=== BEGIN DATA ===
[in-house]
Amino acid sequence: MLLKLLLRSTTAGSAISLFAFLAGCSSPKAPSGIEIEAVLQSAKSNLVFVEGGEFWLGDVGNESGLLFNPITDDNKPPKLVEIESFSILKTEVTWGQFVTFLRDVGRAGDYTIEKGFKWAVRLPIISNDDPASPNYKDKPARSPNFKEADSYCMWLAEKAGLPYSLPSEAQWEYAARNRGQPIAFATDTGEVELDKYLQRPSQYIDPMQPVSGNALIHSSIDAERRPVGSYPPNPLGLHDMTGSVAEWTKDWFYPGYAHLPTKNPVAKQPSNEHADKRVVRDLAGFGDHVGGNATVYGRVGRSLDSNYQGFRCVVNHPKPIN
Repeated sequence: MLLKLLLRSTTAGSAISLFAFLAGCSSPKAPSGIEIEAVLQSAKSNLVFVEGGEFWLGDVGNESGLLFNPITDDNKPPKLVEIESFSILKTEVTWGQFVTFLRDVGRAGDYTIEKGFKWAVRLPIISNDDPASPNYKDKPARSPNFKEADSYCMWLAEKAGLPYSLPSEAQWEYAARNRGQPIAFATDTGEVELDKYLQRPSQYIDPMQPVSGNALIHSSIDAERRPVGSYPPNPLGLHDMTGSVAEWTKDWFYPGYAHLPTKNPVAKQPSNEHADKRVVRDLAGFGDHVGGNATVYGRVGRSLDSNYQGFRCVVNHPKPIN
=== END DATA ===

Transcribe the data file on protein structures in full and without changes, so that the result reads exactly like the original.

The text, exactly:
[in-house]
Amino acid sequence: MLLKLLLRSTTAGSAISLFAFLAGCSSPKAPSGIEIEAVLQSAKSNLVFVEGGEFWLGDVGNESGLLFNPITDDNKPPKLVEIESFSILKTEVTWGQFVTFLRDVGRAGDYTIEKGFKWAVRLPIISNDDPASPNYKDKPARSPNFKEADSYCMWLAEKAGLPYSLPSEAQWEYAARNRGQPIAFATDTGEVELDKYLQRPSQYIDPMQPVSGNALIHSSIDAERRPVGSYPPNPLGLHDMTGSVAEWTKDWFYPGYAHLPTKNPVAKQPSNEHADKRVVRDLAGFGDHVGGNATVYGRVGRSLDSNYQGFRCVVNHPKPIN
Repeated sequence: MLLKLLLRSTTAGSAISLFAFLAGCSSPKAPSGIEIEAVLQSAKSNLVFVEGGEFWLGDVGNESGLLFNPITDDNKPPKLVEIESFSILKTEVTWGQFVTFLRDVGRAGDYTIEKGFKWAVRLPIISNDDPASPNYKDKPARSPNFKEADSYCMWLAEKAGLPYSLPSEAQWEYAARNRGQPIAFATDTGEVELDKYLQRPSQYIDPMQPVSGNALIHSSIDAERRPVGSYPPNPLGLHDMTGSVAEWTKDWFYPGYAHLPTKNPVAKQPSNEHADKRVVRDLAGFGDHVGGNATVYGRVGRSLDSNYQGFRCVVNHPKPIN